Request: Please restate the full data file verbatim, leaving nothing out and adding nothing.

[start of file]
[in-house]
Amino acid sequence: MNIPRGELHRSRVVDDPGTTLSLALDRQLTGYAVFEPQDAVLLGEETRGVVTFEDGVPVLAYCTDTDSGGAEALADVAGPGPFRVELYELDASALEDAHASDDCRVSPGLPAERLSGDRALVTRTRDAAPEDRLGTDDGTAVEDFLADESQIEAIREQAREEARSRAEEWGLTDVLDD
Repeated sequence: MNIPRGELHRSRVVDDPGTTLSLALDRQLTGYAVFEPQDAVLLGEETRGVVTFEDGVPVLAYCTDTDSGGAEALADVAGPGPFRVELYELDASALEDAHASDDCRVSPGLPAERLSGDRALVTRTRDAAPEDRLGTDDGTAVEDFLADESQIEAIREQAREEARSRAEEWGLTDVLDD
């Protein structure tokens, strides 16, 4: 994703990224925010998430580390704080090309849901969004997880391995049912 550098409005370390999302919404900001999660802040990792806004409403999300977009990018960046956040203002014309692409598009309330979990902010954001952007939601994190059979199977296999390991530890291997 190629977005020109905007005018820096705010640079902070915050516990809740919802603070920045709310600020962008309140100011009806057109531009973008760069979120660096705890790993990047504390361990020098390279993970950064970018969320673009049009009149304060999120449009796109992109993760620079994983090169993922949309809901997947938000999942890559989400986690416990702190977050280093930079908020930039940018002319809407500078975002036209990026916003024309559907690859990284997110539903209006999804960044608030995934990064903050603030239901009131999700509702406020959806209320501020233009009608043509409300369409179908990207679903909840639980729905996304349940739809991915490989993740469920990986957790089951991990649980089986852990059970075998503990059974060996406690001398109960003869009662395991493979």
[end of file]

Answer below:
[in-house]
Amino acid sequence: MNIPRGELHRSRVVDDPGTTLSLALDRQLTGYAVFEPQDAVLLGEETRGVVTFEDGVPVLAYCTDTDSGGAEALADVAGPGPFRVELYELDASALEDAHASDDCRVSPGLPAERLSGDRALVTRTRDAAPEDRLGTDDGTAVEDFLADESQIEAIREQAREEARSRAEEWGLTDVLDD
Repeated sequence: MNIPRGELHRSRVVDDPGTTLSLALDRQLTGYAVFEPQDAVLLGEETRGVVTFEDGVPVLAYCTDTDSGGAEALADVAGPGPFRVELYELDASALEDAHASDDCRVSPGLPAERLSGDRALVTRTRDAAPEDRLGTDDGTAVEDFLADESQIEAIREQAREEARSRAEEWGLTDVLDD
């Protein structure tokens, strides 16, 4: 994703990224925010998430580390704080090309849901969004997880391995049912 550098409005370390999302919404900001999660802040990792806004409403999300977009990018960046956040203002014309692409598009309330979990902010954001952007939601994190059979199977296999390991530890291997 190629977005020109905007005018820096705010640079902070915050516990809740919802603070920045709310600020962008309140100011009806057109531009973008760069979120660096705890790993990047504390361990020098390279993970950064970018969320673009049009009149304060999120449009796109992109993760620079994983090169993922949309809901997947938000999942890559989400986690416990702190977050280093930079908020930039940018002319809407500078975002036209990026916003024309559907690859990284997110539903209006999804960044608030995934990064903050603030239901009131999700509702406020959806209320501020233009009608043509409300369409179908990207679903909840639980729905996304349940739809991915490989993740469920990986957790089951991990649980089986852990059970075998503990059974060996406690001398109960003869009662395991493979």